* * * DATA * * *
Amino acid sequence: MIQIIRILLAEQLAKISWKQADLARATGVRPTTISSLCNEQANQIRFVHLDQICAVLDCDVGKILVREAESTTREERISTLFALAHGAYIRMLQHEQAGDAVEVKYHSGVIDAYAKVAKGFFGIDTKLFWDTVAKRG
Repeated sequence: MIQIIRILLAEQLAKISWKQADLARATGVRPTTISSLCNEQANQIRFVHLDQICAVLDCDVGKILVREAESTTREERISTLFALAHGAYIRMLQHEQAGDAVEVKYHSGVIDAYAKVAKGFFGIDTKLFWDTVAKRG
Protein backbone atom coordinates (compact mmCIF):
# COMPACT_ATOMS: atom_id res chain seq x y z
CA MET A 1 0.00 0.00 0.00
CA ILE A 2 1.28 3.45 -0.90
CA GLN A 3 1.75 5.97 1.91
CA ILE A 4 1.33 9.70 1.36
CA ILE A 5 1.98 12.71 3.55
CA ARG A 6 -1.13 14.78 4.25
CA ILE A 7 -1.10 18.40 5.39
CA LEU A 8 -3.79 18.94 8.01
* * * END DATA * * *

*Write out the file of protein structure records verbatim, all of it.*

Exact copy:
Amino acid sequence: MIQIIRILLAEQLAKISWKQADLARATGVRPTTISSLCNEQANQIRFVHLDQICAVLDCDVGKILVREAESTTREERISTLFALAHGAYIRMLQHEQAGDAVEVKYHSGVIDAYAKVAKGFFGIDTKLFWDTVAKRG
Repeated sequence: MIQIIRILLAEQLAKISWKQADLARATGVRPTTISSLCNEQANQIRFVHLDQICAVLDCDVGKILVREAESTTREERISTLFALAHGAYIRMLQHEQAGDAVEVKYHSGVIDAYAKVAKGFFGIDTKLFWDTVAKRG
Protein backbone atom coordinates (compact mmCIF):
# COMPACT_ATOMS: atom_id res chain seq x y z
CA MET A 1 0.00 0.00 0.00
CA ILE A 2 1.28 3.45 -0.90
CA GLN A 3 1.75 5.97 1.91
CA ILE A 4 1.33 9.70 1.36
CA ILE A 5 1.98 12.71 3.55
CA ARG A 6 -1.13 14.78 4.25
CA ILE A 7 -1.10 18.40 5.39
CA LEU A 8 -3.79 18.94 8.01